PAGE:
Joseph Sassoon's Blog

Brand Stories that Make You Click

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Posted by Joseph Sassoon on January 8, 2018

La brand story più interessante del 2017

Nell’anno che si è appena concluso molte aziende hanno saputo creare storie di marca attraenti e di valore. Ma quella che per me è risultata la più interessante è Breaking2 di Nike. Lo stimolo narrativo è partito col trailer: Rompere la barriera di 2 ore nella maratona è impossibile. Tutti lo sanno. Lo sa la storia. Lo sa la scienza. Lo sa chiunque abbia un po di buon senso. È una follia. Nessuno può correre così veloce per tutto quel tempo. Quindi, ci proviamo noi.

Come? Tre maratoneti tra i più forti del mondo, tutti provenienti dai paesi dell’Africa orientale in cui correre è assieme normalità e leggenda. Un obiettivo considerato oltre i limiti delle capacità umane. Un gruppo unico di tecnici di Nike, medici dello sport, scienziati, ingegneri, fisiologi. Una nuova scarpa Nike realizzata per questo specifico evento (anche se poi disponibile a tutti gli atleti). Un investimento di milioni di dollari. Una partnership con National Geographic per registrare la cronaca di questa eccezionale impresa.


Posted by Joseph Sassoon on December 19, 2017

Il libro Web Storytelling viene ripubblicato

Per cortese decisione dell’editore Franco Angeli, a distanza di sei anni dalla sua prima uscita il mio libro Web Storytelling viene ripubblicato. Ieri ho consegnato il testo aggiornato, e il nuovo libro uscirà con lo stesso titolo in Aprile 2018.


Posted by Joseph Sassoon on October 22, 2017

The Values of Nike

The commercial that Nike launched for the new NBA season a few days ago sums up the values at the core of the brand. The ad opens on a young kid named Dante Grand holding a basketball as he stares at a neighbourhood basketball match. Then he starts dreaming about his future, and we follow him in the ups and downs of his career as a young basketball player. The film is 2 minutes long but it seems to go very fast, and that’s proof that Nike has a deep understanding of how to build a good story.


Posted by Joseph Sassoon on May 14, 2017

Domino’s and IoT: Reinventing the Pizza Story

As something coming from an oven and deeply rooted in tradition, pizza may seem a low-tech type of food. Indeed, if you just think of what you eat – that delicious, universally loved combination of dough, tomato and cheese – it is.  But that’s not keeping Domino’s from taking a very advanced technological approach to all the surroundings. By doing so, the company is radically changing the pizza experience and its story.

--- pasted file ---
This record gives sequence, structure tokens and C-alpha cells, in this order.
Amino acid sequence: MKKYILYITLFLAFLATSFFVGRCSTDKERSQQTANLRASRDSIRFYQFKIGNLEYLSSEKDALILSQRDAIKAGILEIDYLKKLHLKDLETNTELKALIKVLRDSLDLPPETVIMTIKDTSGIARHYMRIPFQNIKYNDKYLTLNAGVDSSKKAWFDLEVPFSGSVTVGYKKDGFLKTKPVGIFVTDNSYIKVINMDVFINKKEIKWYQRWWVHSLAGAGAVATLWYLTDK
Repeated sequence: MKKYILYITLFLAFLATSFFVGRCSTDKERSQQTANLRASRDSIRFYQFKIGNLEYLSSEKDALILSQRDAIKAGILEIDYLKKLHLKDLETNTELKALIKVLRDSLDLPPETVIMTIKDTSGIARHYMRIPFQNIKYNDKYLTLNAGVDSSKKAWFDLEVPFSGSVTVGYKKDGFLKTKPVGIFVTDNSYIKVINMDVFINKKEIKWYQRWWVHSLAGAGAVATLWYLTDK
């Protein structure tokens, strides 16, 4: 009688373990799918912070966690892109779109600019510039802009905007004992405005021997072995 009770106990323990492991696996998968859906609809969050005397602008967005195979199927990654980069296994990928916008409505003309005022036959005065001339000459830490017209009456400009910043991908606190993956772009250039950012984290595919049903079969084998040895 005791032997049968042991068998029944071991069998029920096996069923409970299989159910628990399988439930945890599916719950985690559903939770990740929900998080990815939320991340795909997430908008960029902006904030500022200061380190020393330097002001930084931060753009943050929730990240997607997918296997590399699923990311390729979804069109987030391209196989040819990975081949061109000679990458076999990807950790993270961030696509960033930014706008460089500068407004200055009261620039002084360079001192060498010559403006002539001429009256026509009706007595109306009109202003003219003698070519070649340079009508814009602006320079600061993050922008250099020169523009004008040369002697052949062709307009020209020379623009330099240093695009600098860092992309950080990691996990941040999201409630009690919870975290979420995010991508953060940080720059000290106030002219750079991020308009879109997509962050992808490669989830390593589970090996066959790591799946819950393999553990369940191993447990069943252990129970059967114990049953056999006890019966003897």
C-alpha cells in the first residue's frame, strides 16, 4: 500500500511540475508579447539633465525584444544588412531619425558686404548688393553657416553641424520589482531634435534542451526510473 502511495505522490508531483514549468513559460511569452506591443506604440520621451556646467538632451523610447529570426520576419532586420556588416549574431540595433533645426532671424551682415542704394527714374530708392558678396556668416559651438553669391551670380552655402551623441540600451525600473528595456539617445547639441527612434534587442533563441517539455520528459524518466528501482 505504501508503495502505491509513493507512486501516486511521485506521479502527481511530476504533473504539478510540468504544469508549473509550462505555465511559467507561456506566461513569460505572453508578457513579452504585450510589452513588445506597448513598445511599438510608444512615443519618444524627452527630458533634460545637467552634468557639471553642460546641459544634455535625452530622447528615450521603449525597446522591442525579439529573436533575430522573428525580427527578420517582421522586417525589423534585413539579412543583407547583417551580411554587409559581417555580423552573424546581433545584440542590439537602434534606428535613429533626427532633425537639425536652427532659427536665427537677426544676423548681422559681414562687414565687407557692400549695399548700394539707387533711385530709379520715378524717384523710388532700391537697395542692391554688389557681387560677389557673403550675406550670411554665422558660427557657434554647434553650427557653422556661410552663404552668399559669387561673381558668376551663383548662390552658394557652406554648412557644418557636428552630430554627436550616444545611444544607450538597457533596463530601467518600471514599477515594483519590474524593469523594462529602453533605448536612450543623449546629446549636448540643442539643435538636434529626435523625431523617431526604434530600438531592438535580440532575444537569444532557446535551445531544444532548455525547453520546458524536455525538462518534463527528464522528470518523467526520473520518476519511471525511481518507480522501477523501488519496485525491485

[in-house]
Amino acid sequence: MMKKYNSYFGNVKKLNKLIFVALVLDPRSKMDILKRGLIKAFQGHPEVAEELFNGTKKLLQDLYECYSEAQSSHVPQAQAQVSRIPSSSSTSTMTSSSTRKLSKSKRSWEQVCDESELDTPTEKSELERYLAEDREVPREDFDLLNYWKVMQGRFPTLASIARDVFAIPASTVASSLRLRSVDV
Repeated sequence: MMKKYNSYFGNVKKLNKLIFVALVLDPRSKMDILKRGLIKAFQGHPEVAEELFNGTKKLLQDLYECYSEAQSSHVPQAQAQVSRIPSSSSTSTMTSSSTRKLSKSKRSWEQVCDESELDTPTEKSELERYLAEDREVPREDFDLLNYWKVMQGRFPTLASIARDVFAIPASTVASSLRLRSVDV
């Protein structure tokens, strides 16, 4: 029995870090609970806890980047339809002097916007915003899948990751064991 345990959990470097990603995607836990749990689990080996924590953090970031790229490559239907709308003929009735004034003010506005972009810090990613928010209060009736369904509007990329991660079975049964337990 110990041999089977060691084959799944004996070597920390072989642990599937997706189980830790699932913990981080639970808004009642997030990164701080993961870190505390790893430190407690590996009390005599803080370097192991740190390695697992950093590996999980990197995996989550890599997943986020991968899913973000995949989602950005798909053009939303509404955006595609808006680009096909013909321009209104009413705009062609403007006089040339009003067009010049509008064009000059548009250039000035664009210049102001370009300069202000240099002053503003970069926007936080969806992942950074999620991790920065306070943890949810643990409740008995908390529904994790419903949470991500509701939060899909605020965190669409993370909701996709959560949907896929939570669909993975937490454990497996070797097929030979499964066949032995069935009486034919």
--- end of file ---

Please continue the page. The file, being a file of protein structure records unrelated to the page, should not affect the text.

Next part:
In the last few months, Domino’s has announced a series of initiatives that are going to make the notion of eating pizza very different. In March the company’s CEO Ray Pasquale told Channele2e that Domino’s franchises are using Internet of Things (IoT) sensors to reduce food waste and increase health code standards. In April the company’s European branch presented Domino’s Robotic Unit, a futuristic robot with wheels that will ensure timely delivery of pizza within a 1mile radius around the franchises. The company is also testing the use of drones in New Zealand. (see articles by Ty Trumbull, Channele2e and Jennifer Faull, The Drum News).


Posted by Joseph Sassoon on May 3, 2017

A New Book on Customer Experience

After almost a year of determined work my friend Alberto Maestri and I have finally published our last book, of which we are very proud. It’s called Customer Experience Design and it’s about how companies can design memorable brand experiences.

How relevant is this topic? Indeed, its importance can hardly be overestimated. Today all main companies are competing not just in improving their products and services but also in the so-called experience economy. And this new dimension of the economy is more and more digital – meaning that that the most competitive companies are those which succeed in providing highly satisfying online experiences, that are seamlessly connected to the physical ones.

The book contains a lot of references to many authors who in recent times have analysed these developments, providing excellent insights. It also includes a charming preface by Robert Rose and a stimulating final comment by Cosimo Accoto. Compared to the other authors dealing with the same issues, our main point of difference is the special role we assign to all kind of digitally shared experiences.